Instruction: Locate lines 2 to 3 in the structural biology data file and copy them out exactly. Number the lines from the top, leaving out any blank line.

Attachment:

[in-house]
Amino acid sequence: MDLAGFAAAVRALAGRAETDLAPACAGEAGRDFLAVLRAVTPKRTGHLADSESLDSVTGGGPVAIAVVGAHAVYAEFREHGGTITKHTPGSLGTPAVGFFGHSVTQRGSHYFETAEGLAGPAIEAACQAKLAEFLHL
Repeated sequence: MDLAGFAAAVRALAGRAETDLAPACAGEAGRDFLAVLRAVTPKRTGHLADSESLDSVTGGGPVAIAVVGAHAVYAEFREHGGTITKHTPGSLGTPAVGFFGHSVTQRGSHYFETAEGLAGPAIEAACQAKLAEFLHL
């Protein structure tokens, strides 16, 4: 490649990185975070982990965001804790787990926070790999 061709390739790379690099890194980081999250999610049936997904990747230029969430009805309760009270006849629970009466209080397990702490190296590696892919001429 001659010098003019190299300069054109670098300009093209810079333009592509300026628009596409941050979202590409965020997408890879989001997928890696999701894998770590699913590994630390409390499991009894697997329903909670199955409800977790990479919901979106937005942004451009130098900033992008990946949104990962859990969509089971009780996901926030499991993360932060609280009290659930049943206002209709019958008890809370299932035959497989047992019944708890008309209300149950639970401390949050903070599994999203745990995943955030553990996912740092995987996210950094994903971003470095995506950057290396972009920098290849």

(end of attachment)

Amino acid sequence: MDLAGFAAAVRALAGRAETDLAPACAGEAGRDFLAVLRAVTPKRTGHLADSESLDSVTGGGPVAIAVVGAHAVYAEFREHGGTITKHTPGSLGTPAVGFFGHSVTQRGSHYFETAEGLAGPAIEAACQAKLAEFLHL
Repeated sequence: MDLAGFAAAVRALAGRAETDLAPACAGEAGRDFLAVLRAVTPKRTGHLADSESLDSVTGGGPVAIAVVGAHAVYAEFREHGGTITKHTPGSLGTPAVGFFGHSVTQRGSHYFETAEGLAGPAIEAACQAKLAEFLHL